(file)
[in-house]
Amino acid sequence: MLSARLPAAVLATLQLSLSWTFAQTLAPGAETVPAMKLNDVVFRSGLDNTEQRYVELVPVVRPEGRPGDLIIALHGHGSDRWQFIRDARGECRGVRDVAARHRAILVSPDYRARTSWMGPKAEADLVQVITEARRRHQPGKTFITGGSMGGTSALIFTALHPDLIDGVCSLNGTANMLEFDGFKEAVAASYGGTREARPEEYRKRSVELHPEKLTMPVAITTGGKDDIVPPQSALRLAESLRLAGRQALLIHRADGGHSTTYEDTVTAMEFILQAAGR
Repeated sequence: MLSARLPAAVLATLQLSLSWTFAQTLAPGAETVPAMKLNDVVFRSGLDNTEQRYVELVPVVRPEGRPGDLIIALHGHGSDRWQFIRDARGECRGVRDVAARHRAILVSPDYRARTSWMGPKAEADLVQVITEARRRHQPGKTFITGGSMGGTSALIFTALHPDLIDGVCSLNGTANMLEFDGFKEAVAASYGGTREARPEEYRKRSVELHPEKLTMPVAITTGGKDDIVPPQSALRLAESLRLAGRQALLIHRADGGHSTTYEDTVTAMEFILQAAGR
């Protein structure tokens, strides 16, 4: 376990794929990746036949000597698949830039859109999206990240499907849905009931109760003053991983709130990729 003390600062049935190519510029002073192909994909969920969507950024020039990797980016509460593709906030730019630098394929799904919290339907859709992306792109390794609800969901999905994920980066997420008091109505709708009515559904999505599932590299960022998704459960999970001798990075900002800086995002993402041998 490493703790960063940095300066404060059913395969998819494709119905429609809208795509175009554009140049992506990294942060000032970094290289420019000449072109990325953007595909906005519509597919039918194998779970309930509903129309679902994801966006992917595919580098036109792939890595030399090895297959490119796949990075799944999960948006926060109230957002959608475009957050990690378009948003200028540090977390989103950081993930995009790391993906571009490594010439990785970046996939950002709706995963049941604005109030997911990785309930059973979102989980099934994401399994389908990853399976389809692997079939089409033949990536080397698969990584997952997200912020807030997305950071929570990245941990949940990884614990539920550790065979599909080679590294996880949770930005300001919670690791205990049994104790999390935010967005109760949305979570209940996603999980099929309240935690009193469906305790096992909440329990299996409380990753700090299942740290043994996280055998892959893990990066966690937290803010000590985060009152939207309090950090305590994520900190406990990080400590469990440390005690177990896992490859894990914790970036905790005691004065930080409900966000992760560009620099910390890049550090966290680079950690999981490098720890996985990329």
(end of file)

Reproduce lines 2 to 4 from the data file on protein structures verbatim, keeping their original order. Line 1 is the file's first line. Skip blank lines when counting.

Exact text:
Amino acid sequence: MLSARLPAAVLATLQLSLSWTFAQTLAPGAETVPAMKLNDVVFRSGLDNTEQRYVELVPVVRPEGRPGDLIIALHGHGSDRWQFIRDARGECRGVRDVAARHRAILVSPDYRARTSWMGPKAEADLVQVITEARRRHQPGKTFITGGSMGGTSALIFTALHPDLIDGVCSLNGTANMLEFDGFKEAVAASYGGTREARPEEYRKRSVELHPEKLTMPVAITTGGKDDIVPPQSALRLAESLRLAGRQALLIHRADGGHSTTYEDTVTAMEFILQAAGR
Repeated sequence: MLSARLPAAVLATLQLSLSWTFAQTLAPGAETVPAMKLNDVVFRSGLDNTEQRYVELVPVVRPEGRPGDLIIALHGHGSDRWQFIRDARGECRGVRDVAARHRAILVSPDYRARTSWMGPKAEADLVQVITEARRRHQPGKTFITGGSMGGTSALIFTALHPDLIDGVCSLNGTANMLEFDGFKEAVAASYGGTREARPEEYRKRSVELHPEKLTMPVAITTGGKDDIVPPQSALRLAESLRLAGRQALLIHRADGGHSTTYEDTVTAMEFILQAAGR
């Protein structure tokens, strides 16, 4: 376990794929990746036949000597698949830039859109999206990240499907849905009931109760003053991983709130990729 003390600062049935190519510029002073192909994909969920969507950024020039990797980016509460593709906030730019630098394929799904919290339907859709992306792109390794609800969901999905994920980066997420008091109505709708009515559904999505599932590299960022998704459960999970001798990075900002800086995002993402041998 490493703790960063940095300066404060059913395969998819494709119905429609809208795509175009554009140049992506990294942060000032970094290289420019000449072109990325953007595909906005519509597919039918194998779970309930509903129309679902994801966006992917595919580098036109792939890595030399090895297959490119796949990075799944999960948006926060109230957002959608475009957050990690378009948003200028540090977390989103950081993930995009790391993906571009490594010439990785970046996939950002709706995963049941604005109030997911990785309930059973979102989980099934994401399994389908990853399976389809692997079939089409033949990536080397698969990584997952997200912020807030997305950071929570990245941990949940990884614990539920550790065979599909080679590294996880949770930005300001919670690791205990049994104790999390935010967005109760949305979570209940996603999980099929309240935690009193469906305790096992909440329990299996409380990753700090299942740290043994996280055998892959893990990066966690937290803010000590985060009152939207309090950090305590994520900190406990990080400590469990440390005690177990896992490859894990914790970036905790005691004065930080409900966000992760560009620099910390890049550090966290680079950690999981490098720890996985990329």